ForkFS: make changes to your file system without consequence
Published Mar 23, 2023 • Last updated Mar 25, 2023 • 2 min read
ForkFS is a CLI app that redirects a process’s file operations to a sandbox.
Sandboxing usually has security connotations, so I want to be clear that ForkFS makes no security claims. A process can easily escape via some form of inter-process communication.
When is this useful?
If you use one machine for long enough, your file system will end up full of leftover files from long forgotten programs. Ncdu (sorted by modified time) is extremely helpful for finding these files, but what if you could avoid creating them in the first place? That’s the primary motivator for ForkFS: if you know you’ll be transiently fiddling around with a program, you can run it under ForkFS and throw away all of its files in one go. The sandbox even works with apt!
ForkFS can also be used to test commands that may be destructive: run the command in the sandbox and then verify its results. Admittedly, this use case is probably best served by a snapshotting file system.
In general, you can open up a shell with ForkFS to easily sandbox any command.
Originally, this project used a ptrace approach: intercept every syscall and rewrite its arguments such that file paths are sandboxed. The fact that this is even possible is a little mind-blowing, but I quickly realized this approach wouldn’t scale: there are too many syscalls to handle and doing so performantly would be difficult.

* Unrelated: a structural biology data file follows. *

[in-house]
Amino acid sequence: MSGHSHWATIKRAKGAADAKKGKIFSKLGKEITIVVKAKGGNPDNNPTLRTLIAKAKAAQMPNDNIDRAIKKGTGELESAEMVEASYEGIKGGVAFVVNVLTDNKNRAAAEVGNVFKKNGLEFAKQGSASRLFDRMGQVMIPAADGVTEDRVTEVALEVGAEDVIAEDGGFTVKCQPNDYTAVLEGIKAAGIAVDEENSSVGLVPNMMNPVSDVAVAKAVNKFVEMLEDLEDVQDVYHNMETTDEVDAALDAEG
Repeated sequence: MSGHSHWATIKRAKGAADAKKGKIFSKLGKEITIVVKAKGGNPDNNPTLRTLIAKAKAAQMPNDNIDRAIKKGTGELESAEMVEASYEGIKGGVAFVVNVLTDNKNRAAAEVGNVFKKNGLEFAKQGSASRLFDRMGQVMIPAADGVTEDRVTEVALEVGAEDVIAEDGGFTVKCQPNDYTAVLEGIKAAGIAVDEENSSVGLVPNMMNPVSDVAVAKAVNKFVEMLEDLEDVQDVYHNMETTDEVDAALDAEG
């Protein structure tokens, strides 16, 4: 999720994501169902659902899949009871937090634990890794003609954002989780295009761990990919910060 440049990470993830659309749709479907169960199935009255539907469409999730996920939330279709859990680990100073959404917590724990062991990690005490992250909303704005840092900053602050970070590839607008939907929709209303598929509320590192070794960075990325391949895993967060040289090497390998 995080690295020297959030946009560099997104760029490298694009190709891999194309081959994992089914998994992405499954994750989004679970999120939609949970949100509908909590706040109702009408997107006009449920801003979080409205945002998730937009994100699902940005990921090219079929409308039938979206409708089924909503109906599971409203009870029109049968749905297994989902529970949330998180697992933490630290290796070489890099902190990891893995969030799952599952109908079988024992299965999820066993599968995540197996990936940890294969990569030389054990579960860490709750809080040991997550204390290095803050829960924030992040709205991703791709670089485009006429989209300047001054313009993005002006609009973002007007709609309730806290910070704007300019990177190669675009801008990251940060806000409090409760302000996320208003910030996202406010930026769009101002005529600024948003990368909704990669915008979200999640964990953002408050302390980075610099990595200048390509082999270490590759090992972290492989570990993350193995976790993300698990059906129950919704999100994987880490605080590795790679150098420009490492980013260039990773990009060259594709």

Instead, ForkFS is implemented as a simple wrapper over OverlayFS. I discovered that this was possible from Firejail’s defunct implementation. In brief, ForkFS:
- Mounts OverlayFS (and a few other FSs) into an internal directory such that the entire file system is overlaid.
- Changes its root directory to the mounted one.
- Executes the requested program.
Mounting new FSs requires admin privileges which is unfortunate. Initially, ForkFS was expected to be run with
sudo, but this provides a subpar experience because your environment is changed.
sudo -E helps by keeping environment variables, but the home directory envvar is still modified.
Instead, ForkFS works just like sudo. To become another user (e.g. root), a file must be owned by that user and have its
s permission bit set, meaning the file will take on the owner’s identity rather than the caller’s. Modern Linux applies this same idea to capabilities, meaning an executable can be granted access to do a limited set of privileged things. ForkFS supports both modes of operation.